Terogie Wells uprooted her 15-year-old son from his charter school and his District home last month and moved him to Richmond to escape the volatile streets and a group of teens that she said was threatening her oldest child.
But John Rufus Evans III still had obligations in the District. He returned Monday for a juvenile court hearing, and while here, police said, he happened to run into one of the young men with whom he was feuding. Police said they met by chance after getting off different cars of the same Orange Line Metro train at the Deanwood station.
Police said the two recognized each other as rivals, and two witnesses told them that John’s hands “balled up” into fists as he followed the other teenager along the platform and down the escalator to the street. Police said in an arrest affidavit that John told his brother to record whatever happened next and that he did, but accidentally deleted most of it by the time police got to it.
The affidavit quotes witnesses who said that John struck the other teen — 18-year-old Jovante Hall — in the chin and that Hall punched John in the face. John collapsed from a stab wound to the left side of his neck, in an area near the handicap fare gate. Hall was charged Tuesday with second-degree murder while armed. But the prosecutor said later in court that it is unclear who struck the first blow.
“The thing I didn’t want to happen to my son, it happened,” said Wells, 34. “I moved him out because I saw stuff in Northeast — I didn’t like the crowd he was hanging with. I didn’t like the violence.”
Now, instead of embarking on a new life with her son, Wells is struggling to pay for a funeral and mourning the loss of a child she said was reading at a young age, playing the piano by 7 and, in the eighth grade, painting abstract art while at Richard Wright Public Charter School.
Even with that promise, he had brushes with the law and was due in juvenile court Monday on a charge that he and another teen jumped a person at the Deanwood Metro station and each stole a sneaker, according to documents obtained by The Washington Post. He also had an open theft case.
“He got caught up in a world of violence is that is striking the black-on-black community,” Wells said. “It needs to stop, really.”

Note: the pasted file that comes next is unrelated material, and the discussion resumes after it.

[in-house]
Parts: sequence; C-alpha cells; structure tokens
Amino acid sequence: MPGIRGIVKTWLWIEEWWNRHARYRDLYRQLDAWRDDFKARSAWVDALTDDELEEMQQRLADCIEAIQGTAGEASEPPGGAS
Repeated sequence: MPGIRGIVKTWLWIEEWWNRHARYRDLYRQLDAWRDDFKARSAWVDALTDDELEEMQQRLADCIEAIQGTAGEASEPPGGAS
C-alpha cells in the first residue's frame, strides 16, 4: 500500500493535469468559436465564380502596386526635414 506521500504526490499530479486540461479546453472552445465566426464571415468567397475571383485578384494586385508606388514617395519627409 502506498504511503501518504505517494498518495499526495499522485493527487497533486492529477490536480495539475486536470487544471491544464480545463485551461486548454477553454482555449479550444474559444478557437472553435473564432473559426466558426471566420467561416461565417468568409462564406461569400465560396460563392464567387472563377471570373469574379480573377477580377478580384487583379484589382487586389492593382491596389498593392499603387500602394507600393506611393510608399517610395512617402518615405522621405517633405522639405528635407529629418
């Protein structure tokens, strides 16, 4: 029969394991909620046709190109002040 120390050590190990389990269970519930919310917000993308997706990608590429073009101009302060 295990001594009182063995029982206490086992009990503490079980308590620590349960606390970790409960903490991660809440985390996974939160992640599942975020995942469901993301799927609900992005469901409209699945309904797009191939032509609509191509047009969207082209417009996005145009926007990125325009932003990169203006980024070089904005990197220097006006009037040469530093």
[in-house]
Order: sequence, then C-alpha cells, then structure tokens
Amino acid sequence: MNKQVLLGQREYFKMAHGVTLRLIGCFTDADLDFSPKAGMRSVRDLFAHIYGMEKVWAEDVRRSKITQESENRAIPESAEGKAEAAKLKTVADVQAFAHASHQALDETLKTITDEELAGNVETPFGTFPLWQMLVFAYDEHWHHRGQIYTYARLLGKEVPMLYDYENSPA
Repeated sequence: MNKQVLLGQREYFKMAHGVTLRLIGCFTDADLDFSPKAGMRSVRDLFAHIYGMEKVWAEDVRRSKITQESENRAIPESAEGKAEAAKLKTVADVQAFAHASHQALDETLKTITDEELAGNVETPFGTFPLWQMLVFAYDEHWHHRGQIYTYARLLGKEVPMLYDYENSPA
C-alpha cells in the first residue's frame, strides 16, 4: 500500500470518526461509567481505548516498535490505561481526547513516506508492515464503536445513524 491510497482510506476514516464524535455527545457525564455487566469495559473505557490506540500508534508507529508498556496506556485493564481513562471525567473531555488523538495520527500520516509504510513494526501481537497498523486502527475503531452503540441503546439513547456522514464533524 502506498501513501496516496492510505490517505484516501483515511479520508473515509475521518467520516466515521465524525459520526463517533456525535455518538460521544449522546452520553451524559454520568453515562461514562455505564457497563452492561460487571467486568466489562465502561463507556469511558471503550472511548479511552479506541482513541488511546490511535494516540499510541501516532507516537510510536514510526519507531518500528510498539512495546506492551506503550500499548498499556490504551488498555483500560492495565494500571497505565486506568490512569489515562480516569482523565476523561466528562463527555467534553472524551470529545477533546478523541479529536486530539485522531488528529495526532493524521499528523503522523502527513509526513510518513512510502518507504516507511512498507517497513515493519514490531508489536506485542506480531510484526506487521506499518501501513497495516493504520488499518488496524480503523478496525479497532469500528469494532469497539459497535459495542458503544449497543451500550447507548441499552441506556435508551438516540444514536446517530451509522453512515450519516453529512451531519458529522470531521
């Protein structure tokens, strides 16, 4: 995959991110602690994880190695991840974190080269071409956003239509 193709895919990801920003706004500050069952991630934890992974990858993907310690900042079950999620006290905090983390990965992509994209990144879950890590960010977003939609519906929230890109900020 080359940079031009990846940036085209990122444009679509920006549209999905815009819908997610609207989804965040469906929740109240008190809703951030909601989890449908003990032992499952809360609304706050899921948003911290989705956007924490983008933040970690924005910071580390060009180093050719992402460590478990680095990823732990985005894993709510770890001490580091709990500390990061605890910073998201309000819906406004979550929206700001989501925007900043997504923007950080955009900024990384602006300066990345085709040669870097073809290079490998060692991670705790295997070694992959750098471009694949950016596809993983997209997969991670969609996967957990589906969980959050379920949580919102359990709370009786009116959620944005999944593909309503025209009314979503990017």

She has no idea what the dispute was about but said John’s sister was harassed at Deanwood two weeks ago, with juice bottles thrown at her and threats made against her older brother.
“I just know that boy didn’t like my son,” Wells said.
During Hall’s initial appearance Tuesday in D.C. Superior Court, his attorney, Matthew Davies, argued that his client acted in self-defense and that the charge should be reduced to manslaughter. Hall was dressed in court in Pittsburgh Steelers flannel pajama bottoms and a black T-shirt. His ankles and wrists were shackled.
Prosecutor Christian Natiello argued that a friend of Hall’s who witnessed the incident said that after seeing John in the subway, Hall removed his knife from his pocket, rode down the escalator and walked through the turnstile holding the knife. Natiello said that there were conflicting accounts as to who swung first but that it was clear that John never had a weapon.
“This was excessive force all day long,” Natiello said.
Magistrate Judge Renee Raymond ordered Hall held in the D.C. jail until his next hearing, April 22.
Hall is enrolled at Luke C. Moore High School in Northeast, a spokeswoman confirmed. He has been convicted twice of misdemeanors for assault, for which he served 30 days in jail, and a weapons violation, for which he got a suspended sentence, according to court documents. At the time of the stabbing, he had two pending court cases — unlawful entry stemming from a group fight at the Georgia Avenue-Petworth Metro station, and assault resulting from a dispute inside a store — and was on maximum-level post-trial supervision.
Assistant D.C. Police Chief Peter Newsham, who announced the arrest Tuesday, did not divulge the nature of the dispute, but he said authorities were monitoring social media after friends of the two teens posted warnings of retaliation between rival street crews or groups that frequent the area around Eastern Avenue in Northeast Washington.
Newsham said that neither teen was on police lists of known gang or crew members and that the two had not planned to meet Monday. “It appears they met by chance,” he said.
In announcing Hall’s arrest, police and lawmakers once again confronted questions about safety at Metro stations and made pleas to teenagers to stop fighting and killing over petty disputes and rivalries. Only two weeks ago, another 15-year-old, who was on his way to get a haircut for Easter, was fatally shot on the Deanwood platform when he or his sister inadvertently looked the wrong way at his assailant, according to police.
“Another senseless murder,” Newsham said of the latest killing. [Teenager killed in fatal stabbing at Deanwood Metro station]
D.C. police vowed to step up patrols around the Deanwood station, and Metro Transit Police Chief Ronald A. Pavlik Jr. promised officers during peak times at the stop.
As they seek to prevent further violence, authorities said they were closely watching Twitter and other social media platforms, where messages were posted after the stabbing. “Y’all lives boutta be slim,” one friend of John’s wrote. Another message said: “You Better Hope 12 Getchu First On God You Gon Get Your Due.”
John’s mother said her son was adjusting to life in Richmond, where several relatives live.
“He was actually liking it and had met new friends, and was doing good,” Wells said. “He loved his family, he was intelligent, and he was close to a bunch of brothers and sisters.” Wells said John was also close with his biological father and stepfather.
Dana Hedgpeth, Jennifer Jenkins and Clarence Williams contributed to this report.